Thursday, March 8, 2018

Number Of Displaced Returning Home Continued To Grow In Iraq Jan-Feb 2018


From January to February 2018, the number of displaced (IDPs) that returned home doubled. The total number of IDPs dropped from 2.5 million to 2.3 million, and the number of returnees went from 3.3 million to 3.5. There was a report of some new displacement however.

Most those going back to their homes were to the provinces that saw the heaviest fighting during the war against the Islamic State. By February, the total number of returns were 1,228,368 to Anbar, 1,172,448 to Ninewa, 506,856 to Salahaddin, 270,852 to Kirkuk, and 219,516 to Diyala. Another 76,644 returned to Baghdad, 36,138 to Irbil, and 780 to Dohuk. Those first five were major battlefields, while Baghdad has been the main target of IS terrorist attacks. There was also displacement in southern Irbil and Dohuk when the militants eventually turned their sights on the Kurds. Now that the war is over, thousands of people are heading back. There were also a series of forced evictions at the end of 2017, despite official denials by the government.

Many people fleeing the fighting from 2014-2017 went to Kurdistan, Baghdad or the south, but there was a lot of internal displacement within provinces as well. Many of those people are going back now as well. 89,364 people returned within Ninewa, 12,504 did that in Baghdad, along with 11,268 in Kirkuk, 2,100 in Diyala, 402 in Irbil, 312 in Anbar, and 174 in Babil. Ninewa for instance has several camps based in the Hamam al-Alil area south of Mosul, and now many are leaving them.

There is some minor on going displacement. Voice of America reported that people were arriving at camps in northern Iraq because they lacked money, their dwellings were destroyed, the lack of services, and security. This has been going on for quite some time, especially from Mosul, where large parts of the west remain in rubble and life is very hard. These appear to be very small numbers however. Those issues along with the large number of IS families that are banned from returning has led the International Organization for Migration to warn that there might be a large amount of people that never go back. After the civil war ended in 2008 there were around 1.5 million that never returned, and that may be repeated.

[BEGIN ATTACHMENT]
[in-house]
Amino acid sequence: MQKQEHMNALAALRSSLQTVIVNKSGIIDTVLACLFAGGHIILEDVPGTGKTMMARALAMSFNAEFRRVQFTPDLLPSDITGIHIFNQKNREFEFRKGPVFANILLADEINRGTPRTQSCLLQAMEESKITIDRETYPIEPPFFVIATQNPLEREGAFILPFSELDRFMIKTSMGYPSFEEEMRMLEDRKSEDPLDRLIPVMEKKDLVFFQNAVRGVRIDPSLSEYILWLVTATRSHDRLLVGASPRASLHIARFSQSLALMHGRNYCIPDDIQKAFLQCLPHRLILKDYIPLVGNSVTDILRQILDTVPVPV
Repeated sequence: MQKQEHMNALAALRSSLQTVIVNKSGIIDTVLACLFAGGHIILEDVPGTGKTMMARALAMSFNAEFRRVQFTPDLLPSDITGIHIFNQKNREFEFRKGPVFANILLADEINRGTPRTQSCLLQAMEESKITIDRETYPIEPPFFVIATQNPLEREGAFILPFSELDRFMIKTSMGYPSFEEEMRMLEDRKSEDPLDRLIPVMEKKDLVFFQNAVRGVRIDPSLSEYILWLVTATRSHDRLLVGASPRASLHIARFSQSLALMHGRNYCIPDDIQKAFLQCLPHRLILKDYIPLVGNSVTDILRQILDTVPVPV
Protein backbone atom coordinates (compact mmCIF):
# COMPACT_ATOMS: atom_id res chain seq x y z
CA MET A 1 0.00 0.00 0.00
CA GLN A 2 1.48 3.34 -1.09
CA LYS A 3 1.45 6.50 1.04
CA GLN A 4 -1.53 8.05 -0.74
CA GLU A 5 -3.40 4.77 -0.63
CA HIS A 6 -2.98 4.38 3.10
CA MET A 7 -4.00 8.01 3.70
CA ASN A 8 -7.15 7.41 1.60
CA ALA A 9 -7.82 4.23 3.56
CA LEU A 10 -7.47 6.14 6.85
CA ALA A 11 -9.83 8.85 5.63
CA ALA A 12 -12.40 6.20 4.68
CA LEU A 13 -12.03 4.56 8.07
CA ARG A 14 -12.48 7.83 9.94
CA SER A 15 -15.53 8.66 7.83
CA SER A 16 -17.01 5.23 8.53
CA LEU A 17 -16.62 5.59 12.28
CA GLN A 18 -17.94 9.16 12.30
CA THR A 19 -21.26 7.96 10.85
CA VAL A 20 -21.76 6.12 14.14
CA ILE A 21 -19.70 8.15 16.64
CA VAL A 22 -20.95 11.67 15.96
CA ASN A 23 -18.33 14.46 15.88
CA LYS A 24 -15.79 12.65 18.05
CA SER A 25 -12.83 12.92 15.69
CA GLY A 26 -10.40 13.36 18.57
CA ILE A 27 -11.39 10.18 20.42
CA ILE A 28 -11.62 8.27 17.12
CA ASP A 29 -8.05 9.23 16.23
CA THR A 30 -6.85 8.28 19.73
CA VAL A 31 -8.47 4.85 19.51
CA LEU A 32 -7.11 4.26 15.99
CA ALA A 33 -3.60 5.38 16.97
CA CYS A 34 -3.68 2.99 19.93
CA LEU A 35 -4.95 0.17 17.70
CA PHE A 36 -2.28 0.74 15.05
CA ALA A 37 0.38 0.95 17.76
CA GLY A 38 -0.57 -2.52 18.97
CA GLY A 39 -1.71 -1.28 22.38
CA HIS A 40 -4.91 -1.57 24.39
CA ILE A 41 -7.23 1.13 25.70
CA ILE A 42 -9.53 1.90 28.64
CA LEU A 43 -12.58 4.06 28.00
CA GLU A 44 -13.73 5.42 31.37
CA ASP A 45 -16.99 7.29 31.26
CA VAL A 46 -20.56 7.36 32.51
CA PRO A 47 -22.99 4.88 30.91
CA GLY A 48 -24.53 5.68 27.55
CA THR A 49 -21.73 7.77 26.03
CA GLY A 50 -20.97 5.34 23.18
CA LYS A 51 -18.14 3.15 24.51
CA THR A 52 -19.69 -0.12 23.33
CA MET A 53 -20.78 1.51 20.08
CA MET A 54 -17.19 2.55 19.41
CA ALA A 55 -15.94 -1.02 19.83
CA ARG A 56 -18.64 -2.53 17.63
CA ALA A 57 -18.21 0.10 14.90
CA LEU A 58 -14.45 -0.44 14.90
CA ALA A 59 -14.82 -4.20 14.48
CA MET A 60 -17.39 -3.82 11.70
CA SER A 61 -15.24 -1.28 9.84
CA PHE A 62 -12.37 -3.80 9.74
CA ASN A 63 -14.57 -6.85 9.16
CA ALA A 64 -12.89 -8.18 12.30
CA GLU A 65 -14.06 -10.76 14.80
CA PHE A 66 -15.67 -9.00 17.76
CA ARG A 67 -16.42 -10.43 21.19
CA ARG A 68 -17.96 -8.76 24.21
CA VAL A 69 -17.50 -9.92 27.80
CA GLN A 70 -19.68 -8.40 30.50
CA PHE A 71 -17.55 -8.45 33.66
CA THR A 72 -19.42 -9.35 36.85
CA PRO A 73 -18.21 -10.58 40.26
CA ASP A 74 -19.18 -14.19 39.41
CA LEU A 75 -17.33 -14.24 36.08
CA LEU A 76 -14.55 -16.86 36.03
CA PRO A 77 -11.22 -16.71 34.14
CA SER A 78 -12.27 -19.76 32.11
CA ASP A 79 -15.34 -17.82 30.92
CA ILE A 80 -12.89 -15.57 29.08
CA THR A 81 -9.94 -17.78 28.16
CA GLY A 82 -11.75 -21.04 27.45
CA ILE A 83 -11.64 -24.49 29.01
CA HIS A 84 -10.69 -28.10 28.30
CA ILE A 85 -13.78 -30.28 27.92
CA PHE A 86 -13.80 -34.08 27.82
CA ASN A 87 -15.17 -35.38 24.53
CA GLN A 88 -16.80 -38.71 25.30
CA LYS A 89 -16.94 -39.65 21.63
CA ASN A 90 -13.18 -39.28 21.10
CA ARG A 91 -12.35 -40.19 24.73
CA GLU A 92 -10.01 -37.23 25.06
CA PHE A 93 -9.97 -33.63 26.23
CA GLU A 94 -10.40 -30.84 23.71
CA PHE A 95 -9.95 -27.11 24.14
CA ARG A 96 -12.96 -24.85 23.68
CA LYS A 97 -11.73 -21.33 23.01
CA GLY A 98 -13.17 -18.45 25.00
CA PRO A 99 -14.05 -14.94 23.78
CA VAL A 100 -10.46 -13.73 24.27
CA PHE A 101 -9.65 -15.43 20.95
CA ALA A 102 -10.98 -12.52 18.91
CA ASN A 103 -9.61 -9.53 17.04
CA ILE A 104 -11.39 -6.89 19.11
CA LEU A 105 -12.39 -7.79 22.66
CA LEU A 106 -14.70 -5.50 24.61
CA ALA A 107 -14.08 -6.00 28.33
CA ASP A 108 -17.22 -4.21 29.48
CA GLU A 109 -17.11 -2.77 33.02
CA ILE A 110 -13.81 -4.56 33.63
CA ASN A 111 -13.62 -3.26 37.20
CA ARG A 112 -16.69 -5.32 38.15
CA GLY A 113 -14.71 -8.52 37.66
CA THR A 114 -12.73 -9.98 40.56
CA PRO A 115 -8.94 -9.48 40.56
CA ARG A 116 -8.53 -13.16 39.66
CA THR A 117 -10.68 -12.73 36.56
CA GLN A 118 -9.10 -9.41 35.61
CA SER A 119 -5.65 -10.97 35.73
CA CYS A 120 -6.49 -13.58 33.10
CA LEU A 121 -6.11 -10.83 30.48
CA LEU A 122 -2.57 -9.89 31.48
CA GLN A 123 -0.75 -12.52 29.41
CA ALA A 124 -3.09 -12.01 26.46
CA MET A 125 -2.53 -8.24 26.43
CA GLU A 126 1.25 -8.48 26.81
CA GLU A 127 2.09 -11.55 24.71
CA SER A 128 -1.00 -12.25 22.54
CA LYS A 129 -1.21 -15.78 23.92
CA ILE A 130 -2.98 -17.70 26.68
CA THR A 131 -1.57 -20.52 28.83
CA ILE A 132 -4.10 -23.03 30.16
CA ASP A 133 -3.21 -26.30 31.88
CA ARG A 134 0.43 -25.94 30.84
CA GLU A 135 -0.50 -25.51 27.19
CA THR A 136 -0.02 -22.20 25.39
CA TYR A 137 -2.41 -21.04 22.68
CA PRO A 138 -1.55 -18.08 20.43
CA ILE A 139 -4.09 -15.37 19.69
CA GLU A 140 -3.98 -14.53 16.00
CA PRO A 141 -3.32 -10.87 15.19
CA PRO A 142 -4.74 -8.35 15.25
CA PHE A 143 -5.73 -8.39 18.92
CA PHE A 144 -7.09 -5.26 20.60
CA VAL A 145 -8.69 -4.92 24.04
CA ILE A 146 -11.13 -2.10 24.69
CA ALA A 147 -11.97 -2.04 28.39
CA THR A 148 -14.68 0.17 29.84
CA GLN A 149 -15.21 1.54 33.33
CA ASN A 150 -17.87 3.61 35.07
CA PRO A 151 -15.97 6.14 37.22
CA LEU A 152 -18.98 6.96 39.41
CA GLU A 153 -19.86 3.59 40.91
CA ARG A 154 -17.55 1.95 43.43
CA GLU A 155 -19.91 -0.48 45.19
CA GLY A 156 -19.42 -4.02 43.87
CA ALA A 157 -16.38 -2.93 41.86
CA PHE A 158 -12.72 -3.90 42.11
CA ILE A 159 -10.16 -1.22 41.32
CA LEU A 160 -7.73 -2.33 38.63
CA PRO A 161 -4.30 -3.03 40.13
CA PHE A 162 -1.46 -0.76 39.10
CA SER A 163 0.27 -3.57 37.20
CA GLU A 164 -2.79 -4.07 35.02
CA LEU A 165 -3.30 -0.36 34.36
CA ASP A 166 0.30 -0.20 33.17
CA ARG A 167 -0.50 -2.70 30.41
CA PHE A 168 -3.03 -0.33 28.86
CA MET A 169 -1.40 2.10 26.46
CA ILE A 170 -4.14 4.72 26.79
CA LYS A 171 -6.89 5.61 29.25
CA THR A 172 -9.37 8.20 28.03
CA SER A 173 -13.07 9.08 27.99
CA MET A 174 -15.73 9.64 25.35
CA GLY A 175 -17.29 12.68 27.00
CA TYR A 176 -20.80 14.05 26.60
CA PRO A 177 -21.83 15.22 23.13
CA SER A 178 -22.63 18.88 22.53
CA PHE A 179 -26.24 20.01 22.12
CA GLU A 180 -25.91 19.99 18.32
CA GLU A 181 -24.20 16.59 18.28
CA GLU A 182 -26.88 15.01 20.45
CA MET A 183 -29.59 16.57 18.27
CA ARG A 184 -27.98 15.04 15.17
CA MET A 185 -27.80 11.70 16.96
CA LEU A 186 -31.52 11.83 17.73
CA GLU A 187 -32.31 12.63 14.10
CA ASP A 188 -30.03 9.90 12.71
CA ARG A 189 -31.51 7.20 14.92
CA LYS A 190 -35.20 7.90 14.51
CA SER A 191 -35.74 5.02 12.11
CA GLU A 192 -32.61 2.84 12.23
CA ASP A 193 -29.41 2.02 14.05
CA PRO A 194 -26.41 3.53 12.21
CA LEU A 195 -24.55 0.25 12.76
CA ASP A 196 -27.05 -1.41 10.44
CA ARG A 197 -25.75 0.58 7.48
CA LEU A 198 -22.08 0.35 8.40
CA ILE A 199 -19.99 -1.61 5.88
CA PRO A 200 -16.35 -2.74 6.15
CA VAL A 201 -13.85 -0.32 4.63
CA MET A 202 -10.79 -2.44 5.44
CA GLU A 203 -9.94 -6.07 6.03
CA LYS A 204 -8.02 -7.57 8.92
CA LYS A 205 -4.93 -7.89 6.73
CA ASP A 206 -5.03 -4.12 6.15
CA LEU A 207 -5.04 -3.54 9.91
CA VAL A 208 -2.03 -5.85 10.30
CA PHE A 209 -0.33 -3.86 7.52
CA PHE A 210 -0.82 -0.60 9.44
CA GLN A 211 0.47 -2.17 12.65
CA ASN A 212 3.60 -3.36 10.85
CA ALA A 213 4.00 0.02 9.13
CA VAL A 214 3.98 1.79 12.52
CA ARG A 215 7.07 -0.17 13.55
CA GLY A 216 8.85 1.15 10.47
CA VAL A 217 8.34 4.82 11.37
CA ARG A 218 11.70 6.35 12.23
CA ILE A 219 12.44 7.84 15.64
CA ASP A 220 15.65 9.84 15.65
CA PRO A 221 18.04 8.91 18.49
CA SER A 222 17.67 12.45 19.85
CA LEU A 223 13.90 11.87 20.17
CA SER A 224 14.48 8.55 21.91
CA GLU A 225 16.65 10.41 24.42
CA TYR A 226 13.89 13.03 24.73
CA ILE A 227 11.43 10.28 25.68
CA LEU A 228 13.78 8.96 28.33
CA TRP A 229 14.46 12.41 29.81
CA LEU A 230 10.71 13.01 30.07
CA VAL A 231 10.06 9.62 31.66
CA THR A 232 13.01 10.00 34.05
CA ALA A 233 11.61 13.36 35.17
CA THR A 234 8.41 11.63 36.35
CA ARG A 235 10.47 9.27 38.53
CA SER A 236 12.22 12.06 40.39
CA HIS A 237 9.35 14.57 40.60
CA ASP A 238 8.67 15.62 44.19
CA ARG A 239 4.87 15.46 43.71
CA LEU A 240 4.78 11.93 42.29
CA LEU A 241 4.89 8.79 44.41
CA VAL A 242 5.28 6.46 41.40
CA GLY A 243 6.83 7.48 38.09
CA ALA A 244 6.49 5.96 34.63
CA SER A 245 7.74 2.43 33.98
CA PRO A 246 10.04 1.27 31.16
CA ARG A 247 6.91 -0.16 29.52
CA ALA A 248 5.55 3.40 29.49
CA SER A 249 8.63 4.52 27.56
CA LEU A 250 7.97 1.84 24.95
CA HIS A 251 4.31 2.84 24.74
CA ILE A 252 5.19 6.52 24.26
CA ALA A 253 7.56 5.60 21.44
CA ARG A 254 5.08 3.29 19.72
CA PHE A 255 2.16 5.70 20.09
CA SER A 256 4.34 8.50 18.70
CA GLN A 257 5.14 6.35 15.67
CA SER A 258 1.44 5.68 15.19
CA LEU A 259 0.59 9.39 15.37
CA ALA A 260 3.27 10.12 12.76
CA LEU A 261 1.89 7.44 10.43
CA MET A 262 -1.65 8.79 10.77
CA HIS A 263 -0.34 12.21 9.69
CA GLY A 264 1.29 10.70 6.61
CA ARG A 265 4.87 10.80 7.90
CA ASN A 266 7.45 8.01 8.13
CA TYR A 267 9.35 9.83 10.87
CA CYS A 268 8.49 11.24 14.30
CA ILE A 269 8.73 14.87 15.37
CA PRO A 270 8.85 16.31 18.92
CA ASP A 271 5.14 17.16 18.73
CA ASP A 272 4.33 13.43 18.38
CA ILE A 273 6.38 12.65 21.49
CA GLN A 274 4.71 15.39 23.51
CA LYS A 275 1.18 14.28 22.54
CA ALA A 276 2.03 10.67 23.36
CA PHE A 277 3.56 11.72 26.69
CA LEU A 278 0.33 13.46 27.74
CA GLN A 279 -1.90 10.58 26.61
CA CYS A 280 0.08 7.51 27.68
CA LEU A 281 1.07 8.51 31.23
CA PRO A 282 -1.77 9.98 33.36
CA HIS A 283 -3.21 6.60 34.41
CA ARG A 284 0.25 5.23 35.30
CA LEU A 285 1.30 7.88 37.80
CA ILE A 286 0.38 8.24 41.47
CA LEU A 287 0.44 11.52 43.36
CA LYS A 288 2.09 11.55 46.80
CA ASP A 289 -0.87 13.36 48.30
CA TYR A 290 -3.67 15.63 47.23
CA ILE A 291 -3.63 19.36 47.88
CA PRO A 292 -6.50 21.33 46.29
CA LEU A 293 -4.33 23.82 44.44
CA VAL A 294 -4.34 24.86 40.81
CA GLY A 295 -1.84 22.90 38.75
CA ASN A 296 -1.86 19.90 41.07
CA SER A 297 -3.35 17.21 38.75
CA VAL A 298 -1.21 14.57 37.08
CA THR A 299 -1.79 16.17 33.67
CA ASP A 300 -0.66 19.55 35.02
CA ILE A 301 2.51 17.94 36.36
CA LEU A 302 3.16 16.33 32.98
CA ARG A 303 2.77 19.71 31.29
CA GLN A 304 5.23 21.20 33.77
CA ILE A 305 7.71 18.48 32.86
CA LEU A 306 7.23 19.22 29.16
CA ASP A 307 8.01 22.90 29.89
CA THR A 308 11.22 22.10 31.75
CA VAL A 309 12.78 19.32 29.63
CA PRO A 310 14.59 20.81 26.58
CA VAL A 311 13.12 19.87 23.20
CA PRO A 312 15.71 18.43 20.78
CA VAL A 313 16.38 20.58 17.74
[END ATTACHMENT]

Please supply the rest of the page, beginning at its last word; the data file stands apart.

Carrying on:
Province
Displaced
Ninewa
697,974
Dohuk
355,530
Irbil
234,846
Salahaddin
215,400
Sulaymaniya
181,302
Kirkuk
153,390
Baghdad
143,904
Anbar
90,312
Diyala
80,118
Najaf
43,440
Karbala
41,922
Babil
30,516
Qadisiyah
14,964
Wasit
14,202
Basra
8,664
Dhi Qar
5,634
Maysan
3,240
Muthanna
2,340
TOTAL
2,317,698

Province
Returns
Dohuk
780
Irbil
36,138
Baghdad
76,644
Diyala
219,516
Kirkuk
270,852
Salahaddin
506,856
Ninewa
1,172,448
Anbar
1,228,368
TOTAL
3,511,602


SOURCES

Anadolu Agency, “Iraq’s displaced aren’t being forced home: Official,” 1/17/18

Arraf, Jane, “Months After ISIS, Much Of Iraq’s Mosul Is Still Rubble,” NPR, 3/3/18

International Organization for Migration, “Reconstruction Needed as Displaced Iraqis Continue to Return: IOM Iraq,” 2/20/18

Murdock, Heather, “New wave of families flees post-Islamic state Iraq,” Voice of America, 3/5/18

UN Office for the Coordination of Humanitarian Affairs, “Iraq: Internally displaced people by governorate (as of 28 February 2018), 2/28/18



1 comment:

Anonymous said...

Simply wish to say your article is as surprising.

The clarity to your publish is just spectacular and i could suppose you are knowledgeable on this subject.

Fine with your permission let me to snatch your RSS feed to keep up
to date with forthcoming post. Thanks 1,000,000 and please keep up the enjoyable work.